Odyssey of the Mind Curriculum Activity:
Understanding Misunderstandings
Objective: Developing communication skills by creative experimentation with miscommunication.
Students will learn: Syntax, cultural appreciation and vocabulary.

Prep Time

30 minutes

-- Class
-- Small groups


Activity 1
Communication is the exchange of ideas, messages or information from one person to another. Lead a discussion about different ways people communicate and the tools involved in communication, e.g. body language, tone of voice, facial expressions etc.

Communication only occurs if someone receives the message being sent, so discuss how information is received and how it can be interpreted differently. Have the class take turns saying the same sentence, but giving it a different meaning utilizing the non-verbal communication discussed above. For example, "Way to go." It can be a statement of encouragement, sarcasm or anger depending on how the person says it. The class can label the mood or intended meaning of the sentence to see the different aspects of communication.

Activity 2
Is communication as effective if the sender and receiver cannot see each other? How do authors convey their meanings without actually speaking to readers? Their communication is reduced to only the written word. As shown before, people can interpret the same sentence different ways.

Authors must choose the best words to get their point across. Have the students write a short story about an animal, real or imaginary, that is forced to live in a new habitat that must communicate with other animals in order to survive.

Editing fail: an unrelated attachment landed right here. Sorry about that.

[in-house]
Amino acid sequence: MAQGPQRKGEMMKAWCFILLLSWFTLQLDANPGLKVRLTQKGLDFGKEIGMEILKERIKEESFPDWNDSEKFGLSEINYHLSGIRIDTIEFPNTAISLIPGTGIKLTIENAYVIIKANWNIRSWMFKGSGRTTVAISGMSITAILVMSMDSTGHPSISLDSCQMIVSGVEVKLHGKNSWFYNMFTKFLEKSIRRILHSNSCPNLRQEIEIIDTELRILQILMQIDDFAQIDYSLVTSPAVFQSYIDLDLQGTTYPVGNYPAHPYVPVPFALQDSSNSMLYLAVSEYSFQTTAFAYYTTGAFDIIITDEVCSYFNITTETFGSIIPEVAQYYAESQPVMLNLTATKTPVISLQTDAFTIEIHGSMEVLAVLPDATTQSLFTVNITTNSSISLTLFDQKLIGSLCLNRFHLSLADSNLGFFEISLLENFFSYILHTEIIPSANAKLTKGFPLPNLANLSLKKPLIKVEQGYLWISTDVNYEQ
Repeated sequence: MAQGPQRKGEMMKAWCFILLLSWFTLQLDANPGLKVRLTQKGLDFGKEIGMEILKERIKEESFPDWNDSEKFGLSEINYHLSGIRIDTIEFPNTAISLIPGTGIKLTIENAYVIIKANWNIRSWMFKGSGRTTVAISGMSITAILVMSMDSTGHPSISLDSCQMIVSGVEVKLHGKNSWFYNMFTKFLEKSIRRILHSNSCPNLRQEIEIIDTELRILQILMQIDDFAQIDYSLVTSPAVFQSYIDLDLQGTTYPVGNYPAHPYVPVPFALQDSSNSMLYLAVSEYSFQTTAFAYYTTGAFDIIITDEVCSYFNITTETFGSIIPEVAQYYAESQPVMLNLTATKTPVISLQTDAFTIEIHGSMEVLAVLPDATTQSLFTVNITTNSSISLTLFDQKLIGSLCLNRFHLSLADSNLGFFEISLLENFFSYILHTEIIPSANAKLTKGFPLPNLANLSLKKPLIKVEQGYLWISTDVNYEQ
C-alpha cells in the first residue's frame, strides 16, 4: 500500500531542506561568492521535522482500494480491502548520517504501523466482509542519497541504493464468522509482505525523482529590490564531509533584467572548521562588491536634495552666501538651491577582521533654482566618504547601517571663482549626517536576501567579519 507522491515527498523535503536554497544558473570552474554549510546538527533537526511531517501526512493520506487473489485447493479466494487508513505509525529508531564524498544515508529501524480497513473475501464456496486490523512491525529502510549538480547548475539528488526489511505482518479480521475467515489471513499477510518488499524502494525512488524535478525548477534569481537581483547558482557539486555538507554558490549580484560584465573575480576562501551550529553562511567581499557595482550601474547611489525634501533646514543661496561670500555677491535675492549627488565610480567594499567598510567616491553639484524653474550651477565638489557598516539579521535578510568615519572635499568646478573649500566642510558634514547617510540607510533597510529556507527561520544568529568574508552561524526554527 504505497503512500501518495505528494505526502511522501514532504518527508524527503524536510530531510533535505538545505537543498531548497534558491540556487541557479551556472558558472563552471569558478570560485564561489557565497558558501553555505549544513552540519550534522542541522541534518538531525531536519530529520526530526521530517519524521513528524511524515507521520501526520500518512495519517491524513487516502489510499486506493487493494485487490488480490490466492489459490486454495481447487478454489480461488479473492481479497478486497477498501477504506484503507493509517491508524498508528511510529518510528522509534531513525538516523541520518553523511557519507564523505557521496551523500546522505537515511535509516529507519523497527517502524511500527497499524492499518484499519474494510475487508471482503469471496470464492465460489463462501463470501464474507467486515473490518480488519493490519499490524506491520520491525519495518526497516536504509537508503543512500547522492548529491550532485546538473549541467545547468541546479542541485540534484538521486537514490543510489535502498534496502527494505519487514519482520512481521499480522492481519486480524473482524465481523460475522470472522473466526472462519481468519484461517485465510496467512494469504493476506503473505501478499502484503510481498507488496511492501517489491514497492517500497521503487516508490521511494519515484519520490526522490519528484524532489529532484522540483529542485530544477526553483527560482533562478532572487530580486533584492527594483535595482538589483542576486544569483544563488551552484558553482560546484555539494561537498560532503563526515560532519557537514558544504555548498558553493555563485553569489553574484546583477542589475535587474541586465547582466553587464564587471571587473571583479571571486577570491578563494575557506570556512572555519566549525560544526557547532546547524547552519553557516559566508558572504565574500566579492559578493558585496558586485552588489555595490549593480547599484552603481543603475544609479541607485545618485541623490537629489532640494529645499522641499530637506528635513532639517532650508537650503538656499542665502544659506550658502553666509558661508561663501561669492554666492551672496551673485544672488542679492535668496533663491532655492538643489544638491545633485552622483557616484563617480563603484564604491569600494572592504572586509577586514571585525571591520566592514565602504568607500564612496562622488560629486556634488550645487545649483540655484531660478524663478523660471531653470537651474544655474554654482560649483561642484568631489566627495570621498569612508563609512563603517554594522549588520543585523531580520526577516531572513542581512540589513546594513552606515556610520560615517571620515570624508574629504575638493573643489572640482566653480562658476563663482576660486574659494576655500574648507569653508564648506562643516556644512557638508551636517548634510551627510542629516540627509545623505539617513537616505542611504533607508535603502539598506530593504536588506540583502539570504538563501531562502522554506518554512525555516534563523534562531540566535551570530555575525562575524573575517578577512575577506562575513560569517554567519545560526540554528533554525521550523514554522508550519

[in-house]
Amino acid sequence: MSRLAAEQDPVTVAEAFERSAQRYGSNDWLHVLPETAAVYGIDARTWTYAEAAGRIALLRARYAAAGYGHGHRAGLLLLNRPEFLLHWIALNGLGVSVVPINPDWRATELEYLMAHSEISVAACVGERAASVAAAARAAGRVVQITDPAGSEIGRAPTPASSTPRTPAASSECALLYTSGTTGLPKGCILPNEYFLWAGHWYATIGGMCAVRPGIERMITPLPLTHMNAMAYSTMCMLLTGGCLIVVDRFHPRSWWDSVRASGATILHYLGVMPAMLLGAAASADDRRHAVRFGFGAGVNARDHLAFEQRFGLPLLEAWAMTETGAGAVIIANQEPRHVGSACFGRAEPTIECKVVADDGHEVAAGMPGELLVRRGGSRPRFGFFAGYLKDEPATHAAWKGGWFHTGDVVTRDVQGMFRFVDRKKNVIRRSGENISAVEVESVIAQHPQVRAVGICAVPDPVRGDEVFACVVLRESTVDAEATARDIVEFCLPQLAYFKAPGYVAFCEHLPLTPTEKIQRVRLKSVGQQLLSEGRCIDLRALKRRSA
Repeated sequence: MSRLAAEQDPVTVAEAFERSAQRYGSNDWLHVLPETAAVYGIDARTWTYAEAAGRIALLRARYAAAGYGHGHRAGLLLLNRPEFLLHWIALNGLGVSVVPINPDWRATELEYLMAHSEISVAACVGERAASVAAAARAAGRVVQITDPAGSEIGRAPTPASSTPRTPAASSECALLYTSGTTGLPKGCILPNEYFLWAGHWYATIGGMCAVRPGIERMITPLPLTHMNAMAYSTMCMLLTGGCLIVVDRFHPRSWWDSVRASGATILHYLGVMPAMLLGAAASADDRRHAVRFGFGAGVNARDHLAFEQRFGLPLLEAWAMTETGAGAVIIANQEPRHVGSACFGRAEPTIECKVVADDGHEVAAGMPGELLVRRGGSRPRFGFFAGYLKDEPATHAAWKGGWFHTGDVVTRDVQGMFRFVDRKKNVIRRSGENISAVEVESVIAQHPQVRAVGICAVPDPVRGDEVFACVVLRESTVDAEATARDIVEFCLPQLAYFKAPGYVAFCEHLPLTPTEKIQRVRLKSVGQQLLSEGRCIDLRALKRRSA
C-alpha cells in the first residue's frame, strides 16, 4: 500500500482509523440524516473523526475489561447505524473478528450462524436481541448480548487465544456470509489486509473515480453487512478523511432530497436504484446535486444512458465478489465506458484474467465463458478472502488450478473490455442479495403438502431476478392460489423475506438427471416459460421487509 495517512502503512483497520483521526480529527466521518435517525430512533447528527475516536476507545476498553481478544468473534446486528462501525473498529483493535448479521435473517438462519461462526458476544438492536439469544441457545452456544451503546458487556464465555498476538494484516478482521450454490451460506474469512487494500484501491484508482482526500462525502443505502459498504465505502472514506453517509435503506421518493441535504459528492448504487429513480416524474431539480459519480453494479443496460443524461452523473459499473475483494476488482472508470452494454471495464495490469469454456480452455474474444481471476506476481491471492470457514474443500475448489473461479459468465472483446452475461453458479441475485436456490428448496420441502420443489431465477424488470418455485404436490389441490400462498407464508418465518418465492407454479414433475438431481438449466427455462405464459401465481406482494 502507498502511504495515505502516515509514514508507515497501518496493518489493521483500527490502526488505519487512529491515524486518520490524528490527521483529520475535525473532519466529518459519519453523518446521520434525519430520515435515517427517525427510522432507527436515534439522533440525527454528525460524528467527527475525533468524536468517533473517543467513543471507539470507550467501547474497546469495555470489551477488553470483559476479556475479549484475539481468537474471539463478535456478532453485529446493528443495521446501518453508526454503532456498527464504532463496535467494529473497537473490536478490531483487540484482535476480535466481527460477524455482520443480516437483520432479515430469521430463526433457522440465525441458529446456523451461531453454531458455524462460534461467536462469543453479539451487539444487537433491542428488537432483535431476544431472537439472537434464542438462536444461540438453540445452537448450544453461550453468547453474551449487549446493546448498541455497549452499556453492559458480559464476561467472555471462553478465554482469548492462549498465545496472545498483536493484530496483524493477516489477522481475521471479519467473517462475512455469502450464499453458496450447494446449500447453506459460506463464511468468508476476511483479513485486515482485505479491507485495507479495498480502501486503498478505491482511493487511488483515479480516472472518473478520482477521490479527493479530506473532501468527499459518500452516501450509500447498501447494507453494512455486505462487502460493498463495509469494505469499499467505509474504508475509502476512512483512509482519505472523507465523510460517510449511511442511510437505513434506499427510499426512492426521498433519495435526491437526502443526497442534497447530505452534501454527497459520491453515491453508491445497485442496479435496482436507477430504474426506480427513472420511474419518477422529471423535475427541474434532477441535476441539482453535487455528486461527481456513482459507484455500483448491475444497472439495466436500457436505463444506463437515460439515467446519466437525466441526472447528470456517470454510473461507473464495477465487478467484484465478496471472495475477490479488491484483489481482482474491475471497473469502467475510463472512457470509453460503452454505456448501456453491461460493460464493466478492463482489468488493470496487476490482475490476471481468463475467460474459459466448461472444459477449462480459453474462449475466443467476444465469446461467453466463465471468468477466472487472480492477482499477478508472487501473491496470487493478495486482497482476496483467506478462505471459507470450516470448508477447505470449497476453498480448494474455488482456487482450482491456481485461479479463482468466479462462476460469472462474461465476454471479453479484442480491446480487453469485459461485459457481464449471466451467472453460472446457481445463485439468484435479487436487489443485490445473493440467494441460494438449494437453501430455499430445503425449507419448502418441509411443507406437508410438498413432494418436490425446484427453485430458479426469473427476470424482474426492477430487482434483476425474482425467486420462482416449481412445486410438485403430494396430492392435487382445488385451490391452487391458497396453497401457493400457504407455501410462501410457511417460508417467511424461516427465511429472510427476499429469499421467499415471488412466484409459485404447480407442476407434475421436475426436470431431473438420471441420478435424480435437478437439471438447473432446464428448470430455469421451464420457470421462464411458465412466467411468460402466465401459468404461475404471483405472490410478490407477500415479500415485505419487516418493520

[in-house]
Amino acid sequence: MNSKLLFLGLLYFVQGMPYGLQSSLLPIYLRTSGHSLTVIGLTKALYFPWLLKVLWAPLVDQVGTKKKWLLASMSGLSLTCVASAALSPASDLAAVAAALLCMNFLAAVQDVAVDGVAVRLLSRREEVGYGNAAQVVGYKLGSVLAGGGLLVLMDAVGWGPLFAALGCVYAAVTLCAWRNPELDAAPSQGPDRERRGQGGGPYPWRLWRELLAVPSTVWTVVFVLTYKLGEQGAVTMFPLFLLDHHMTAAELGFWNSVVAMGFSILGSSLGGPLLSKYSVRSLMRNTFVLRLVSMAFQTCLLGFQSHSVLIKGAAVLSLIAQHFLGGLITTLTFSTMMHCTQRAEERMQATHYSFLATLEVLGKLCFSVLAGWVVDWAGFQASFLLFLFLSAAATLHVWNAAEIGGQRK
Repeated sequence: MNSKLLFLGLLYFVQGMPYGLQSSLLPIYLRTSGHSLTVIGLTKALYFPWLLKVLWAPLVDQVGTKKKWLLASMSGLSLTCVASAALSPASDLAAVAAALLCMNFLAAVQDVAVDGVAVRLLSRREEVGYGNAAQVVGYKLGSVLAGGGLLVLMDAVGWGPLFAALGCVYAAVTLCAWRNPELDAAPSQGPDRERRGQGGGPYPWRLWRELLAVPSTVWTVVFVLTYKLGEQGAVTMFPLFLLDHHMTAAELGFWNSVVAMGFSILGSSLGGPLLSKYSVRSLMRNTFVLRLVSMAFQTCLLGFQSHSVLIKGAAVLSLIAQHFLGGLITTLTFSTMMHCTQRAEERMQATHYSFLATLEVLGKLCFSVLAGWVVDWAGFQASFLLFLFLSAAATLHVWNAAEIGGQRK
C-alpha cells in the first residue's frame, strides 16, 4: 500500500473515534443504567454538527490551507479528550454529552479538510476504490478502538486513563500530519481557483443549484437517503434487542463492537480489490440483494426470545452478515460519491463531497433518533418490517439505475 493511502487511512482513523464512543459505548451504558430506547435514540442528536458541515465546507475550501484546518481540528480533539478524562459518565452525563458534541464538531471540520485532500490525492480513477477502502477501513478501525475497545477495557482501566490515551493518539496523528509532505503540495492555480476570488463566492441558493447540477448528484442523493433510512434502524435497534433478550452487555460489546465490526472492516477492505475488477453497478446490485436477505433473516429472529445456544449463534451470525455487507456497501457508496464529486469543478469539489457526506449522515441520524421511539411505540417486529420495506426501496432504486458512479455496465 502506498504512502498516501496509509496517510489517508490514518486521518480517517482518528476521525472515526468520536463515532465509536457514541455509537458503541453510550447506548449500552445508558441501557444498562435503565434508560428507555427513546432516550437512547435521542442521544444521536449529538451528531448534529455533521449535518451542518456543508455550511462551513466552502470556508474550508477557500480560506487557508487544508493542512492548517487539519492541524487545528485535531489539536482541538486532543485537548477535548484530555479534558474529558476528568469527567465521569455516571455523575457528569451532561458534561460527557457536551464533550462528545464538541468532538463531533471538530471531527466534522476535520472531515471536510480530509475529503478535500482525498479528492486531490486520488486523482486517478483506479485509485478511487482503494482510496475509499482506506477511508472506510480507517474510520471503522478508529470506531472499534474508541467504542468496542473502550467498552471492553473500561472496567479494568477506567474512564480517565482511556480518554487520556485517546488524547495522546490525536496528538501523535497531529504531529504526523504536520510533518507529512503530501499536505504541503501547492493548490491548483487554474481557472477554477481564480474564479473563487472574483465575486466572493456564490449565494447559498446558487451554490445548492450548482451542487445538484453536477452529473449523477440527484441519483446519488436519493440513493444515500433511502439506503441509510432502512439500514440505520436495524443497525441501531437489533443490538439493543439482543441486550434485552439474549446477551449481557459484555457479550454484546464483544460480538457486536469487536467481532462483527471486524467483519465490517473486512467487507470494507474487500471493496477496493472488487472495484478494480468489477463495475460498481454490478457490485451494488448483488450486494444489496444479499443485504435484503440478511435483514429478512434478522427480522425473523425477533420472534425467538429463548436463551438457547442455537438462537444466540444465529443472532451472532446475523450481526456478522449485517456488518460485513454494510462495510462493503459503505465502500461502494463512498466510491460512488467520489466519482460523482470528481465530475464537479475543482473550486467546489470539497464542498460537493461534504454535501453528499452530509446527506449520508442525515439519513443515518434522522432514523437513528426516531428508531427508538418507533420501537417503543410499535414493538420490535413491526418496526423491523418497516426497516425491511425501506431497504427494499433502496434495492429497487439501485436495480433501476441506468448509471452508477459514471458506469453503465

Students must use any communication tools possible in the story in order to relay their messages to readers. Put all the stories together as a collection in a book for others to read and receive the class's messages.

Activity 3
Because there are so many variables in communication, miscommunication easily occurs. Divide the class into four groups to create a humorous skit that involves a new language that they create, a miscommunication and its solution.

The skit should also include malapropisms, an incorrect usage of a word, usually with comic effect. The term comes from the name of Mrs. Malaprop, a character in Richard Brinsley Sheridan's comedy, The Rivals (1775). He took the name from the English word malapropos, meaning "inappropriately." Here are some examples for dicussion:
  • The cook had to use a fire distinguisher to put out a blaze in the kitchen.
  • The doctor said the monster is just a pigment of my imagination.
  • Isn't that a pretty pendulum around that woman's neck?
  • Good punctuation means to always be on time.
As each group performs the skit, the audience can write down as many malapropisms that they hear in the performance. What group can include the most that go unnoticed?